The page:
This design is the third collaboration of the Baltic Design Group Coalition and Judel/Vrolijk Design. The aim of this design, another one optimized for IMS, is to have "high racing potential without sacrificing any cruising comfort." This, of course, is every builder's dream, but it still leaves a lot of room for interpretation of "cruising comfort." Ironically Baltic's way of optimizing "with full end sections" is the opposite to Graham and Schlageter's way of paring away volume in the ends.
I think we are now in a formative stage with IMS. The beam waterline is narrow with a pronounced turn half way up the topsides. The general midsectional shape is very similar to an IOR boat with a flat bottom and relatively slack bilges. The inboard profile has some inflection in the canoe body run aft with a dimple where the old IOR AGS would occur. The D/L ratio is 191.
The Baltic 40 keel is a unique combination of fin and winglike bulb or bulbous wing. This will lower VCG and increase effective draft. Standard draft is already 7.15 feet, so this keel configuration should make the new 40 a very stiff boat. Note the curvature to both leading and trailing edges. The rudder is a high aspect ratio balanced spade showing the similar treatment to the edges but avoiding the elliptical tip so popular today. Every effort has been made to minimize the weight of the rudder.
Regular readers of my reviews are aware that I am Baltic fan. Baltic has taught us all a lesson or two in interior design. The new 40 has increased pressure on the layout to offer true cruising comfort. Unfortunately this pressure is manifested in the less than svelte deck of the new boat. We all like the low and sleek look of the old Baltics, I'm sure. The problem is to keep headroom and still come up with a sleek deck.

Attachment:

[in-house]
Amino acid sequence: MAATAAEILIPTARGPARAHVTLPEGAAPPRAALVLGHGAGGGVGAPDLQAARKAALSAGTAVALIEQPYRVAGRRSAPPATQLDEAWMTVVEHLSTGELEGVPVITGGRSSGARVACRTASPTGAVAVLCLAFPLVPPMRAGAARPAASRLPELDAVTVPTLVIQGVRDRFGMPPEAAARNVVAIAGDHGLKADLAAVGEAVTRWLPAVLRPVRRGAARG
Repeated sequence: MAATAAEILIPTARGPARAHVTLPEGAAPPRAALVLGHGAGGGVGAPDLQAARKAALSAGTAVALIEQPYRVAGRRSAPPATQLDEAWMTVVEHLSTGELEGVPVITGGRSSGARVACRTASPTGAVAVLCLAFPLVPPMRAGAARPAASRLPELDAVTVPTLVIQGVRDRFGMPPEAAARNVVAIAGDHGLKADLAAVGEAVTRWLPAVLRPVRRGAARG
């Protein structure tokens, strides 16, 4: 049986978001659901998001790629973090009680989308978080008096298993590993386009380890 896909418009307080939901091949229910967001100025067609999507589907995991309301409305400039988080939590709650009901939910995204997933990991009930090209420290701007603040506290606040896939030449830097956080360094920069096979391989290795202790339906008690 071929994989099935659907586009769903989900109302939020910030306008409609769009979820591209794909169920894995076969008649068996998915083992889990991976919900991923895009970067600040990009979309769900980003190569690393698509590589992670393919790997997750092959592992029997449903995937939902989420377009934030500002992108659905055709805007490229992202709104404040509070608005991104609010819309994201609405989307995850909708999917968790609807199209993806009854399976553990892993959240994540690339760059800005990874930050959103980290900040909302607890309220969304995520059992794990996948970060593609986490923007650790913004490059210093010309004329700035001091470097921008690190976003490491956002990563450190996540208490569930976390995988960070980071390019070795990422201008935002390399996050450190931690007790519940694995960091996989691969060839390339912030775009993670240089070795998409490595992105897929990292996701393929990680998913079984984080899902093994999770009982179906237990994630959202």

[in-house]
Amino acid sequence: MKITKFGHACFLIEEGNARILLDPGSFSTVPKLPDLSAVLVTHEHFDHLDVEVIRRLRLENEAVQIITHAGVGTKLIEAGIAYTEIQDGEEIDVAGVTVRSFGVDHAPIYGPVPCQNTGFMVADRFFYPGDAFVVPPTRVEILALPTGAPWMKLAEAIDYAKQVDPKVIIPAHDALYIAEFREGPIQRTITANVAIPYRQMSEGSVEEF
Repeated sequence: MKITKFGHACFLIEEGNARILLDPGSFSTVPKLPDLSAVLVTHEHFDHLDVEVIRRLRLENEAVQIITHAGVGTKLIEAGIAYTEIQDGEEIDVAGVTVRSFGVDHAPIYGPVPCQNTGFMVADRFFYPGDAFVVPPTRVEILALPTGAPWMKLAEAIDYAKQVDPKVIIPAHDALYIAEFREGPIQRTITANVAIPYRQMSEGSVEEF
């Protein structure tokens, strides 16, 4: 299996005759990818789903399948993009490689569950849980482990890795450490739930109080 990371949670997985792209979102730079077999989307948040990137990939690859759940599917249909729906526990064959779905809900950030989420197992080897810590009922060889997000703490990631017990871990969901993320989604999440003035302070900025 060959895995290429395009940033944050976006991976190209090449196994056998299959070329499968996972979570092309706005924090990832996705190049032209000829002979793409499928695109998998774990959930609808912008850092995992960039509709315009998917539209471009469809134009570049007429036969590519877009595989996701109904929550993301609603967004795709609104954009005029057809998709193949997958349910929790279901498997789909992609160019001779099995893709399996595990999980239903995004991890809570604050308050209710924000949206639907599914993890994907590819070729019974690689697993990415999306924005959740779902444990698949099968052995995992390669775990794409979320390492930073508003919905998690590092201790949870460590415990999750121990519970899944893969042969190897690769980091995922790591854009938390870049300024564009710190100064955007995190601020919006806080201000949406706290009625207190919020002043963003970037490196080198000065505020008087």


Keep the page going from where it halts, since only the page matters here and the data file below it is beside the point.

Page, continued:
The new deck shows that full headroom has been carried through the boat into the V-berth area. It's not a clunky deck by any standard, but it does show Baltic's yielding to the market's desire for interior comfort. Note the long bridgedeck one step above the level of the cockpit seats. This buys volume in the aft cabin but in this case results in a manhole type of companionway with no drop boards. It's just a matter of taste and how you like to use your boat. The side decks are wide and there is a sculpted scoop forward of the mast for added security when working at the mast. The mainsheet traveler runs across the middle of the elevated bridgedeck.
When you look at this layout I think you have to stop a moment and consider how far we have come in 40-footer interiors. The advantages of the center cockpit layout have been eroded by the invention of this attractive Baltic aft cabin. It appears to have all the advantages of he center cockpit layout without the drawbacks.
In keeping with the healthy stability potential of this new design, Baltic has given the 40 an SA/D ratio of 20.55. The rig has triple spreaders and a babystay. The spar is stepped just forward of station 4.
While studying the sail plan, take the time to carefully look over the profile of the 40. The bow overhang is snubbed and the stern is drawn out in an attractive transom shape. We will never see an ugly boat come out of Baltic.
The 40 is built with epoxy resin and unidirectional roving. This saves approximately 50 percent over the weight of a polyester resin layup and at the same time, panel stiffness is increased 200 to 300 percent, according to the Baltic literature.
Once again Tor Hinders, the chief designer at Baltic, has teamed up with a good design team for the hull lines and rig and produced a benchmark yacht. Baltic's quality is right around the top in this industry.
|Sail Area||795 sq. ft.|
|Auxiliary Yanmar||3HM 35F|
This story originally appeared in Sailing Magazine, and is republished here by permission. Subscribe to Sailing.